Siluria Revisited 2011

Last week, I attended the International Subcommission on Silurian Stratigraphy Conference in Ludlow, Shropshire.  This is where geologists from around the globe share their research and knowledge on the Silurian Geological Period. But my Silurian story began two years ago…

Snake Pit, Wrens Nest Fieldtrip

In the summer of 2009, stabilisation works took place within the Step Shaft Mine beneath the Wrens Nest in Dudley. Over 200 samples were taken from the complete Silurian stratigraphic sequence which is present within the underground canal basin. This included several 430 million years old rotted down volcanic ash layers known as bentonite’s. Further work on these bentonite’s back at the lab at Dudley Museum and Art Gallery yielded new microfossils and the BGS measured new radiometric dates for the Wenlock – Ludlow Epoch boundary within the Silurian Period.

During the summer of 2010, the ‘Dudley Geoteam’ which consists of young graduate and undergraduate level geology volunteers based at Dudley Museum and Art Gallery, met a group of academic geologists from the USA. We explained how we had been involved with the research on the bentonite’s and microfossils from Dudley.  Astonished at our enthusiasm and commitment, as well being pleased that we were learning a lot from the experience, we were offered sponsorship to attend the recent conference.

Tour of Ludlow Castle, built from Silurian Limestone

So on Monday 11th July 2011, we made our way to Ludlow to register for the conference. Where else would a bunch of geologists meet other than the pub! So that was where we headed. Plenty of goodies came our way in the form of a field guide, stratigraphic chart, pen and best of all free drinks vouchers plus a nice t-shirt! The following day was the start of the two days of talks, consisting of 30 presentations about research projects from around the world. The presentation which we had been involved in was by Dr David Ray about the carbon isotope excursions of the Wrens Nest bentonite’s. Other topics of interest covered scholecodonts, graptolites and a new laser scanning project. Following the lectures was a free tour of Ludlow castle before we packed our bags for the field days.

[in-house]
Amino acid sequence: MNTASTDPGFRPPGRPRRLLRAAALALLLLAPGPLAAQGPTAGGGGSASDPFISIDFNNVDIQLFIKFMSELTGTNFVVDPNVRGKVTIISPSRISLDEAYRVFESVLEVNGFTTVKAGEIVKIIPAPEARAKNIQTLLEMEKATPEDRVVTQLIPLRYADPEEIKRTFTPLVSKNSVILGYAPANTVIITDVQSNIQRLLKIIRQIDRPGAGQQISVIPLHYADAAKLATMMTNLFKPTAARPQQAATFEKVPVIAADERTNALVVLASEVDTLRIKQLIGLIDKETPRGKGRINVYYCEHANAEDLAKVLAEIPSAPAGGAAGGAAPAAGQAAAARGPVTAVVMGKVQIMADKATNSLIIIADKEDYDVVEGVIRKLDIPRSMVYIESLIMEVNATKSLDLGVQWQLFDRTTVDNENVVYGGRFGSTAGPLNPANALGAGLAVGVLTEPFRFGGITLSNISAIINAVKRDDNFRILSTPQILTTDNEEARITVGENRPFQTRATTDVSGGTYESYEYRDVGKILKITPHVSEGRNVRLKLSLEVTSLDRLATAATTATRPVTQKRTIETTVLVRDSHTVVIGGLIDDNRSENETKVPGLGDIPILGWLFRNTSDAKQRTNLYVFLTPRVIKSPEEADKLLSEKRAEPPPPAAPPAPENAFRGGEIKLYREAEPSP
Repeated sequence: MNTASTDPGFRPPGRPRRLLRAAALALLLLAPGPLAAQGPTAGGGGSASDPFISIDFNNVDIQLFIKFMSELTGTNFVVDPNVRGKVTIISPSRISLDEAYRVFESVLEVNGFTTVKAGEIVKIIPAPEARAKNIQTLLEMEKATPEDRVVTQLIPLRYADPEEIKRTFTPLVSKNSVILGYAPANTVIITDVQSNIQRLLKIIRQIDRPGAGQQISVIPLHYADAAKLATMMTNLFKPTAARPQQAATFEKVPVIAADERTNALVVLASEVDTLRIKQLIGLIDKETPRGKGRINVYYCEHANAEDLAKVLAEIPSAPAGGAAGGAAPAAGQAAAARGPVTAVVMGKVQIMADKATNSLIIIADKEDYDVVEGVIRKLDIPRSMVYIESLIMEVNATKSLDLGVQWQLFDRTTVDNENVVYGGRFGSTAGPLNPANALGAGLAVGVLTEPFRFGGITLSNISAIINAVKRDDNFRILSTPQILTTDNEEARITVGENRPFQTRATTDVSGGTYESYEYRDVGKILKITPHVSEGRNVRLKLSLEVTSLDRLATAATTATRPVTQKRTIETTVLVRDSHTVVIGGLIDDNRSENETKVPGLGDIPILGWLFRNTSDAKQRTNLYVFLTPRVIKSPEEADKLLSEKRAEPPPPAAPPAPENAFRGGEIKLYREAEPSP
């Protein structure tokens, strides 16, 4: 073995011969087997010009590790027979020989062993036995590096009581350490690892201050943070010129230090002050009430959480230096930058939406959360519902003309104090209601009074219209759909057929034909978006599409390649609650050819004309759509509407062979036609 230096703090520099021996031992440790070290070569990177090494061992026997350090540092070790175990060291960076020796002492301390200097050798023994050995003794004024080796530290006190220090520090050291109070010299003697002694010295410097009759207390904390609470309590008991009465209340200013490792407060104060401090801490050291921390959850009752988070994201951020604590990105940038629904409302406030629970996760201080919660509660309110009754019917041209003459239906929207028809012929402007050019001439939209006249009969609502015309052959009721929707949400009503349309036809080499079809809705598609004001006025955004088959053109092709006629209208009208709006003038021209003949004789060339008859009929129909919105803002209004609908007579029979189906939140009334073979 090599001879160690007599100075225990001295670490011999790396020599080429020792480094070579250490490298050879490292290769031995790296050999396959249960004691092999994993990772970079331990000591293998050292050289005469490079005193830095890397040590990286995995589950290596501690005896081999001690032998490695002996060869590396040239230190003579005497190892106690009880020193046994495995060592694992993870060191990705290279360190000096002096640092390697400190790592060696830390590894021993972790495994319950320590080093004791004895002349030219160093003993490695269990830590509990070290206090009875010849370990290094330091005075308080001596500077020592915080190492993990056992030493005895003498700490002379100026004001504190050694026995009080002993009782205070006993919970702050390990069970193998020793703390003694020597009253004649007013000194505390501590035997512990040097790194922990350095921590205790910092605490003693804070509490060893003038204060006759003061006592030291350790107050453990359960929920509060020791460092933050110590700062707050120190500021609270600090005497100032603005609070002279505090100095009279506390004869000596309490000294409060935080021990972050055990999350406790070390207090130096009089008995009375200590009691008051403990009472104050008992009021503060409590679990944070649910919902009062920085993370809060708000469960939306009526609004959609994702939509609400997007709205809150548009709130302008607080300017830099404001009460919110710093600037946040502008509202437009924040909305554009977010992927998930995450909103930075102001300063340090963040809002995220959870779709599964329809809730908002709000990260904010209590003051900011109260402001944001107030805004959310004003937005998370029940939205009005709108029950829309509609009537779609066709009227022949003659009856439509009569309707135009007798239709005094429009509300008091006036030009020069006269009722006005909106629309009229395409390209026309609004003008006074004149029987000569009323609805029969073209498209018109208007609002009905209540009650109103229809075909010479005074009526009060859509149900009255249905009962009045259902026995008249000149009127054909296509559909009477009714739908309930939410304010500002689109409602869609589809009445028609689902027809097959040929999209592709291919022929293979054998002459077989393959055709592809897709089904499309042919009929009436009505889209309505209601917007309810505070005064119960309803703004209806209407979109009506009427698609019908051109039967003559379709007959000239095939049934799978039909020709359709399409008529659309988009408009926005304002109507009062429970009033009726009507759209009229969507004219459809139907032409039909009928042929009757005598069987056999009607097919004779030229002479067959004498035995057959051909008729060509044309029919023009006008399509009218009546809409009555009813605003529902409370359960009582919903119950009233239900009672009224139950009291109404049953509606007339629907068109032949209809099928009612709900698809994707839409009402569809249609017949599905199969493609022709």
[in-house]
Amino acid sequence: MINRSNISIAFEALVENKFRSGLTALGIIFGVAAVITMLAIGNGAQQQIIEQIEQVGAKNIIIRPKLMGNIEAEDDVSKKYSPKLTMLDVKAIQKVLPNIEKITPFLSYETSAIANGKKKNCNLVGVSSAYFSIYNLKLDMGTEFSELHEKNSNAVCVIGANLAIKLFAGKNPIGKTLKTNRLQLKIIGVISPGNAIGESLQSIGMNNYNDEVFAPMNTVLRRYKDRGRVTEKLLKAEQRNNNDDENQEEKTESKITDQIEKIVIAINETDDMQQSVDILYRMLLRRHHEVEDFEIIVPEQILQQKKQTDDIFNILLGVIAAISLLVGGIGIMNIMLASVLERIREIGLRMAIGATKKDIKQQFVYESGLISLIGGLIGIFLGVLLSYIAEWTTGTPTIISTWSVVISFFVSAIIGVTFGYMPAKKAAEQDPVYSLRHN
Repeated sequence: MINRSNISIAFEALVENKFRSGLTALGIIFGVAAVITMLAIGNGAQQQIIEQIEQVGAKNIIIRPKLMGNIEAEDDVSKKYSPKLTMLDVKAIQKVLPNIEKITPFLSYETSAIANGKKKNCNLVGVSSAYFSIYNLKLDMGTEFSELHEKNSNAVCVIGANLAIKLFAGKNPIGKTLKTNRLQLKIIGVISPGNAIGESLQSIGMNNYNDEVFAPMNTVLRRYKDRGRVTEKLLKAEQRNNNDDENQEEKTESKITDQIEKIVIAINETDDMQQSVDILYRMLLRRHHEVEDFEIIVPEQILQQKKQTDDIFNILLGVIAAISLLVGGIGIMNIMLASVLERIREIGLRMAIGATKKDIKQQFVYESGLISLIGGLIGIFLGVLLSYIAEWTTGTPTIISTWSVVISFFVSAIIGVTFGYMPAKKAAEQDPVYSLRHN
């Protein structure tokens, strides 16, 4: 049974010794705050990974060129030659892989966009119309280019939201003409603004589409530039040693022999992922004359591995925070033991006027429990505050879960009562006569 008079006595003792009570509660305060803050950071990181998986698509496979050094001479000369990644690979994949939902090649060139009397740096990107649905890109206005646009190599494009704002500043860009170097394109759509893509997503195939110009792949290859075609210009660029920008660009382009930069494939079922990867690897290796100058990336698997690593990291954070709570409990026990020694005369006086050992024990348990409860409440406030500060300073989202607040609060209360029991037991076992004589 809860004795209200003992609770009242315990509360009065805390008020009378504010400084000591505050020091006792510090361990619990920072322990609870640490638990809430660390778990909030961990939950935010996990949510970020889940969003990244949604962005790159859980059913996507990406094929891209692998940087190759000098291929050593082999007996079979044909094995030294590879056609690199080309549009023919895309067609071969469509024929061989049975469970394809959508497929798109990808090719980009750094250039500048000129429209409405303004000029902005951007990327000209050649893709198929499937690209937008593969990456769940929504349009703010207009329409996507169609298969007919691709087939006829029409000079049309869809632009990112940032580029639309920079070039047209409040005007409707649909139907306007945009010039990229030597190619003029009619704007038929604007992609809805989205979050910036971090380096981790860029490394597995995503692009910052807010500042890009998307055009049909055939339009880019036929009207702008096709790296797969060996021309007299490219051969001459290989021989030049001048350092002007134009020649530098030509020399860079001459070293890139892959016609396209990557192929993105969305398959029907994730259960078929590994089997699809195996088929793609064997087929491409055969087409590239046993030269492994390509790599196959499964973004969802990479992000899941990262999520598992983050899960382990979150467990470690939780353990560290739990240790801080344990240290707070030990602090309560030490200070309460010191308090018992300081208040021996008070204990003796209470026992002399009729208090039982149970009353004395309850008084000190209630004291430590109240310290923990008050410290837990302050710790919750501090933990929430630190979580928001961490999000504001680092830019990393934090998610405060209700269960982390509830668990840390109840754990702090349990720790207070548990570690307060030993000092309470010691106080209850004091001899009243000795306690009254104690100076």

Lea Quarry South, Wenlock Edge

The field trip began at Lea Quarry South at Wenlock Edge, where some interesting techniques were used to gain entry, such as one geologist commando rolling under a gate while the rest of us simply climbed over. Although I must add at this point that we did have permission to visit the quarry! Some fantastic gastropod fossils were found here as were large complete corals. Unfortunately the trouble began when it was time to move on to the next location, have you ever tried shifting 60 geologists away from a fossiliferous rock face? Trust me, understanding quantum physics is much easier!

Eventually when the packed lunches were handed out the group began to move, full of excitement as we headed to the Wrens Nest. Yet again, the group split up and melted into the landscape when we arrived at the reef mound. This time it was easier to move the group as they were led to see some ripples. ‘Wow’ and ‘oooooooh’, seems to be the general noise a geologist makes at the sight of old ripples.

The scientists of Siluria Revisited 2011

The final stop of the day was a canal trip through Dudley’s limestone caverns, we had time to get off the boat and appreciate the stratigraphy much closer than the average visitor. By this time stomachs were growling and hunger growing, so finally a buffet of bostin’ Black County grub was provided at the Holden’s Brewery and an open bar. The perfect end to a great geological week.

Chris Broughton
Wolverhampton Art Gallery

Assisted by Alison Roberts

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Posted in Activities and Events, Collecting, Fossils, General, Guest Blogs, Local Geology | Tagged , , , , , , , , , | 1 Comment

One Response to “Siluria Revisited 2011”

  1. Great, thanks for sharing this blog.Much thanks again. Cool.

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